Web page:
Creating Family Traditions

In my home and family, religion and God is most important. We are Christians and strive to live by the principles set up by Jesus Christ. For this reason, families are central to our life. Family first is the motto and we live by it. creating family traditions

My desire to create family traditions came from my parents. I am the oldest of a large family. There was little to go around when I was younger which meant that we had smaller, more modest Christmases. My mother felt that the best way to spread out the joy (and the expense) was to create ‘Special Days’ throughout the year. We received a present on every holiday.

I enjoyed this tradition so much that I have brought it down a generation. We celebrate any and all holidays we can think of. My children love to find new reasons to celebrate -like National Dog Day or Children’s Day. We thoroughly enjoyed that the dog one!

I am not much of a decorator. I don’t have an eye for it -that’s what I tell everyone, but the truth is that I simply don’t want to spend the money on it. My husband and I have a desire to save our money, retire earlier and serve a mission. Therefore, we contribute the maximum to our retirement and save something from each paycheck. I do find that even though I may not be elaborate in my decorations, I find it important to do something for my family -especially my children and my nephews and nieces if they swing by.

So, since I don’t decorate, what do I do? First, I always involve the scriptures in each holiday. When we Valentine’s Day rolls around, I focus our family nights and scripture study on charity and love, the pure love of Christ. Below, I have some of the things I have used.


  • Gospel doctrine: charity, love, pure love of Christ.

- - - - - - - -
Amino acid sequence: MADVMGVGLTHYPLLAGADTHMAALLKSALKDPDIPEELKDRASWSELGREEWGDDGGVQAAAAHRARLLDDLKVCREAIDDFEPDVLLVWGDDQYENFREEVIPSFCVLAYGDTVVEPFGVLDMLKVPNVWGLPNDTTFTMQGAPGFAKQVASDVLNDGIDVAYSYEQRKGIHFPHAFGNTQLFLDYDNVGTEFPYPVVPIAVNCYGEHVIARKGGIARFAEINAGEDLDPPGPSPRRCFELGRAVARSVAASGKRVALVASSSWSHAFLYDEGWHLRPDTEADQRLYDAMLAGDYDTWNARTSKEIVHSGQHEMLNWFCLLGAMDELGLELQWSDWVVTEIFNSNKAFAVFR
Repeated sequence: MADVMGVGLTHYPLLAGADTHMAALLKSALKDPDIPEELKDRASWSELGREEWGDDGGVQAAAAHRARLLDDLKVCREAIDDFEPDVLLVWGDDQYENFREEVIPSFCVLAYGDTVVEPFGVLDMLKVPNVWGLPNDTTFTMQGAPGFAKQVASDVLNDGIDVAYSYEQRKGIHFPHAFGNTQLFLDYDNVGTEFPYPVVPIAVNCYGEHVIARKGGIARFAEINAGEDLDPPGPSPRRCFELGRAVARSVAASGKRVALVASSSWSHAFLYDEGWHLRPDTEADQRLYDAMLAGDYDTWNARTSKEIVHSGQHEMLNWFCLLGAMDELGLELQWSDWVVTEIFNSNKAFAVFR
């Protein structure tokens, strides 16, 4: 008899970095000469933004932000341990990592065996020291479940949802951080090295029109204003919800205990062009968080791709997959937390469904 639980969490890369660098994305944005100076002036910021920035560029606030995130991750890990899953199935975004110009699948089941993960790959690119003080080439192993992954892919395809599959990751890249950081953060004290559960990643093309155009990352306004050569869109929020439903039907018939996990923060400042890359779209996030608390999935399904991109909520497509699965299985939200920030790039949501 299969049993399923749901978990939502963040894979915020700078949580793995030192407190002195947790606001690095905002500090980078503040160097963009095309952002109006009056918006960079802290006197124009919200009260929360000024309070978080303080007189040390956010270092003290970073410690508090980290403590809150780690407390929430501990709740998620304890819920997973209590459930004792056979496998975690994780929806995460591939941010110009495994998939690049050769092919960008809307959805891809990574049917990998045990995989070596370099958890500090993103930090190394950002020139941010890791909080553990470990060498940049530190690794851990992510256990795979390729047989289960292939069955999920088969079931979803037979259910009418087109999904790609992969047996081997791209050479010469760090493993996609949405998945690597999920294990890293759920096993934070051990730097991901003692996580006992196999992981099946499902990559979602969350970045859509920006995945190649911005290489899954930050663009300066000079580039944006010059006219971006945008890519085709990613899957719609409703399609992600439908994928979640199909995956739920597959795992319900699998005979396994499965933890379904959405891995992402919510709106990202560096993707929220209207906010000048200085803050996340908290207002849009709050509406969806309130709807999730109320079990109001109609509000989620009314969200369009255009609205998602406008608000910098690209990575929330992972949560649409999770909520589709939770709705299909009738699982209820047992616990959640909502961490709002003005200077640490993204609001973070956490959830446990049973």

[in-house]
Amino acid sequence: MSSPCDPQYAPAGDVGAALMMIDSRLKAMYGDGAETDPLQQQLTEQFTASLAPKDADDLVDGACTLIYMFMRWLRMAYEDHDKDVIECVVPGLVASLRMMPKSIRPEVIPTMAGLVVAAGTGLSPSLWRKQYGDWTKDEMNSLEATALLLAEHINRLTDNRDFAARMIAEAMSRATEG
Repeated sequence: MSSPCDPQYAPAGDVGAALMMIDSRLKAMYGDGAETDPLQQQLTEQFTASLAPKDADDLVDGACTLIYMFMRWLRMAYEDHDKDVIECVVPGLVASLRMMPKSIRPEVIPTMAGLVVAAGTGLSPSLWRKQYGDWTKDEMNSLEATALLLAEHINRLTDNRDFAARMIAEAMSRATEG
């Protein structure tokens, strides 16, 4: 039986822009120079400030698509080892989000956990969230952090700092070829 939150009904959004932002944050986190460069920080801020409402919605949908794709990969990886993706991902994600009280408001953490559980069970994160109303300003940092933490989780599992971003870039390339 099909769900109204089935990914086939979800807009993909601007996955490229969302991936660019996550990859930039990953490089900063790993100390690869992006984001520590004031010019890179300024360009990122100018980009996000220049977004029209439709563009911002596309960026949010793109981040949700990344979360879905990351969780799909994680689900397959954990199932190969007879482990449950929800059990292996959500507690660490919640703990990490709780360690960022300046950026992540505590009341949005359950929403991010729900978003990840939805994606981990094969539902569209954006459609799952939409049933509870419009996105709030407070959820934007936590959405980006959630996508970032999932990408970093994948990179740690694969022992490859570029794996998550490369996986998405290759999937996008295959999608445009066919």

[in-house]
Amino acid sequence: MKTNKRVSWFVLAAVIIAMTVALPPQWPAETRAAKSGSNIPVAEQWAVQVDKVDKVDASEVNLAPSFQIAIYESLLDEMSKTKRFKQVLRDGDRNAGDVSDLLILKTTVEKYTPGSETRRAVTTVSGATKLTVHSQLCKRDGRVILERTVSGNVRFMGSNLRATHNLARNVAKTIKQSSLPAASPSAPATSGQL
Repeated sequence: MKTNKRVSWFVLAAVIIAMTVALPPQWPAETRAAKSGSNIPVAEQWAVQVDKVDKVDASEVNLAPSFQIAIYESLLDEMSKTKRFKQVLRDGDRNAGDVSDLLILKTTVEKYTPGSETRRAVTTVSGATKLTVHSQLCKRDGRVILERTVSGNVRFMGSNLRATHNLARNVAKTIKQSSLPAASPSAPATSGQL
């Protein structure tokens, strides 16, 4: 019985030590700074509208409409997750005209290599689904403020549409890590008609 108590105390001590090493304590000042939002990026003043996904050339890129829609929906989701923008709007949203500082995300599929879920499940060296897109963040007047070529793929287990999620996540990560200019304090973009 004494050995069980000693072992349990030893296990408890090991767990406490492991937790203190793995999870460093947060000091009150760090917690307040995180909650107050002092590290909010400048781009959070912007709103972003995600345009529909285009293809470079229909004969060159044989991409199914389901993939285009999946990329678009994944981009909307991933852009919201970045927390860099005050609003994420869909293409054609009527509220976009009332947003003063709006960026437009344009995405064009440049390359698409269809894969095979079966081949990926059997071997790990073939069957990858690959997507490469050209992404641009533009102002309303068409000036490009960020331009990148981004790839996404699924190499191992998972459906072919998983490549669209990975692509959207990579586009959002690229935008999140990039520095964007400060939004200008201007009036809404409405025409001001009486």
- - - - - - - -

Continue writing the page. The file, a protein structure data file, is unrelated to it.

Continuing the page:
• Treats in the lunch boxes -heart shaped with love notes.
  • Cards sent to my family members who no longer live at home.
  • Heart shaped cake for a special dessert at night.

St. Patrick’s Day

  • Family history and stories from our genealogical ancestors. We share the ridiculous -like one ancestor who hallowed out a great stone tomb and believed he would be resurrected in two days just like Christ! We also share more recent family history -like how my family was converted to the gospel of Jesus Christ.
  • Green cookies in the lunch boxes.
  • Of course, fun socks with shamrocks on them and green pieces of clothing.
  • Green food for dinner.
  • Cards sent to my family members who no longer live at home.


  • Resurrection and the atonement are the spiritual focus of family night.Easter Eggs
  • Easter egg hunt. (I mistakenly thought my teenage children were told old for this tradition one year. Wow! They were furious! So, the Monday after Easter, the exhausted Easter Bunny hid eggs all over our home! As my children arrived home from high school and junior high school, they squealed in delight, running around the house and yard searching for Easter eggs. Never buy in that they are too old!)
  • Dye eggs – and talk about why, where the tradition came from.
  • Large Easter dinner with ham and of course deviled eggs (complete with spots of dye).
  • Cards sent to my family members who no longer live at home. I ensure to include my testimony inside.

Memorial Day, Labor Day, Veteran’s Day

  • Barbecue -of course – with all the workings.
  • Memorial Day parade, complete with military vehicles. (Veteran’s Day Parade.)
  • Veteran’s Day also comes with a sweet concert, performed by our youngest daughter who plays the baritone. Each year my husband attends so that she can honor him for his service.
  • We also talk about why we celebrate this holiday and honor those who have served. My husband and I ensure to tell our children about their ancestors who served -like Kerry, my husband, my father, uncles, cousins, etc.
  • These holidays, for my family, look almost identical.  Why? Because I don’t think there could be enough opportunities to celebrate and recognize those who have provided us with the freedoms we now enjoy.

4th of July

  • Family barbecue.
  • We talk about the history and how our nation came to be. We also talk about how the hand of God brought about this wonderful nation.
  • Fireworks.
  • Since I love to cook and experiment with new recipes, we always try a new food item with the red, white and blue theme.


  • My favorite holiday!
  • For the entire month, we celebrate gratitude and thank all for the things we enjoy.